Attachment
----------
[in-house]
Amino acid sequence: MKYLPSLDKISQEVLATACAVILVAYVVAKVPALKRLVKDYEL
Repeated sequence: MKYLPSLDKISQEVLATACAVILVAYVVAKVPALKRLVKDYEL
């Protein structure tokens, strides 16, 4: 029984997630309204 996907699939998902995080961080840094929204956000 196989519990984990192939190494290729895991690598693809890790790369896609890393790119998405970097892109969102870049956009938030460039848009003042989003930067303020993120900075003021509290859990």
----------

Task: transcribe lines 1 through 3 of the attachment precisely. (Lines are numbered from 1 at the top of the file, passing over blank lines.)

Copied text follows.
[in-house]
Amino acid sequence: MKYLPSLDKISQEVLATACAVILVAYVVAKVPALKRLVKDYEL
Repeated sequence: MKYLPSLDKISQEVLATACAVILVAYVVAKVPALKRLVKDYEL